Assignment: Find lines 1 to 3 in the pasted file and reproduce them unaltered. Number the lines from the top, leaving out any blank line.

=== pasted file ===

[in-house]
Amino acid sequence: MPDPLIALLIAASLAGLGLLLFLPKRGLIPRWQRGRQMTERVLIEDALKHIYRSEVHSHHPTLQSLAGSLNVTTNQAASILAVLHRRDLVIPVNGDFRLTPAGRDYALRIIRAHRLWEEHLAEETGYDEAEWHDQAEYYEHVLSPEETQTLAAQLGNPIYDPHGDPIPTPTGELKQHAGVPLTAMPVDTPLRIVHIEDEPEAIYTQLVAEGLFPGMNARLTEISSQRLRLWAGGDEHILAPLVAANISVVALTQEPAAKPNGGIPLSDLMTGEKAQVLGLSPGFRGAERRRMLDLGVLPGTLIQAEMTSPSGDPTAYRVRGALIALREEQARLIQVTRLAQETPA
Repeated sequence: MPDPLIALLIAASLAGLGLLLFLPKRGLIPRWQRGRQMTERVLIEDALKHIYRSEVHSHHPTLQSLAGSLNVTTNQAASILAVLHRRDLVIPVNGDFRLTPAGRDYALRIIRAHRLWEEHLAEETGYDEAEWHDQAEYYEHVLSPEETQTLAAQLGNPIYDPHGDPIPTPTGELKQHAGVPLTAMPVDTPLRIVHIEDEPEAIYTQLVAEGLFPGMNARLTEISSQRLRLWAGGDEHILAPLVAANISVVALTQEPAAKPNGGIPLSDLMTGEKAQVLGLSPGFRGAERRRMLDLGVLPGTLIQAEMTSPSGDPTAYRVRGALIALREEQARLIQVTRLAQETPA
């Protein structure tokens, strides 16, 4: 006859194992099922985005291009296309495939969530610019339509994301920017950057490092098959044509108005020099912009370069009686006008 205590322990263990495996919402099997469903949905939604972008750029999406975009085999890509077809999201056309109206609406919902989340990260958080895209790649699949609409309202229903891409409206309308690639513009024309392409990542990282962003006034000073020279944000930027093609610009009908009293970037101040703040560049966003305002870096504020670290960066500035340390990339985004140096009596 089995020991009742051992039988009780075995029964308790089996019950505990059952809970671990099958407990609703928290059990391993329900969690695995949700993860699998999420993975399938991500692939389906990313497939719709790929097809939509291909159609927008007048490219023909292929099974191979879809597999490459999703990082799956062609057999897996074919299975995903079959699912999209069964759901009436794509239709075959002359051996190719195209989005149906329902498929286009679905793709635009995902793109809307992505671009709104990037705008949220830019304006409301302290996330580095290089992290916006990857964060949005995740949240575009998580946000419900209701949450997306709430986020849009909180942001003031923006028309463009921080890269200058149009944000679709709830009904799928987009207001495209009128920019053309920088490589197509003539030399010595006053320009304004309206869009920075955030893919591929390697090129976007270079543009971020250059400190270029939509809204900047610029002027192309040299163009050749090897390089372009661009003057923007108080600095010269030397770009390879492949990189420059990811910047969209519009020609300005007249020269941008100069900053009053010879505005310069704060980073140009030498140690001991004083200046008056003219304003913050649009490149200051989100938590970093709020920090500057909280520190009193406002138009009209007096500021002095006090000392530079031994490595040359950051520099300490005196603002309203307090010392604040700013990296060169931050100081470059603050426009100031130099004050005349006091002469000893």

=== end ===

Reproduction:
[in-house]
Amino acid sequence: MPDPLIALLIAASLAGLGLLLFLPKRGLIPRWQRGRQMTERVLIEDALKHIYRSEVHSHHPTLQSLAGSLNVTTNQAASILAVLHRRDLVIPVNGDFRLTPAGRDYALRIIRAHRLWEEHLAEETGYDEAEWHDQAEYYEHVLSPEETQTLAAQLGNPIYDPHGDPIPTPTGELKQHAGVPLTAMPVDTPLRIVHIEDEPEAIYTQLVAEGLFPGMNARLTEISSQRLRLWAGGDEHILAPLVAANISVVALTQEPAAKPNGGIPLSDLMTGEKAQVLGLSPGFRGAERRRMLDLGVLPGTLIQAEMTSPSGDPTAYRVRGALIALREEQARLIQVTRLAQETPA
Repeated sequence: MPDPLIALLIAASLAGLGLLLFLPKRGLIPRWQRGRQMTERVLIEDALKHIYRSEVHSHHPTLQSLAGSLNVTTNQAASILAVLHRRDLVIPVNGDFRLTPAGRDYALRIIRAHRLWEEHLAEETGYDEAEWHDQAEYYEHVLSPEETQTLAAQLGNPIYDPHGDPIPTPTGELKQHAGVPLTAMPVDTPLRIVHIEDEPEAIYTQLVAEGLFPGMNARLTEISSQRLRLWAGGDEHILAPLVAANISVVALTQEPAAKPNGGIPLSDLMTGEKAQVLGLSPGFRGAERRRMLDLGVLPGTLIQAEMTSPSGDPTAYRVRGALIALREEQARLIQVTRLAQETPA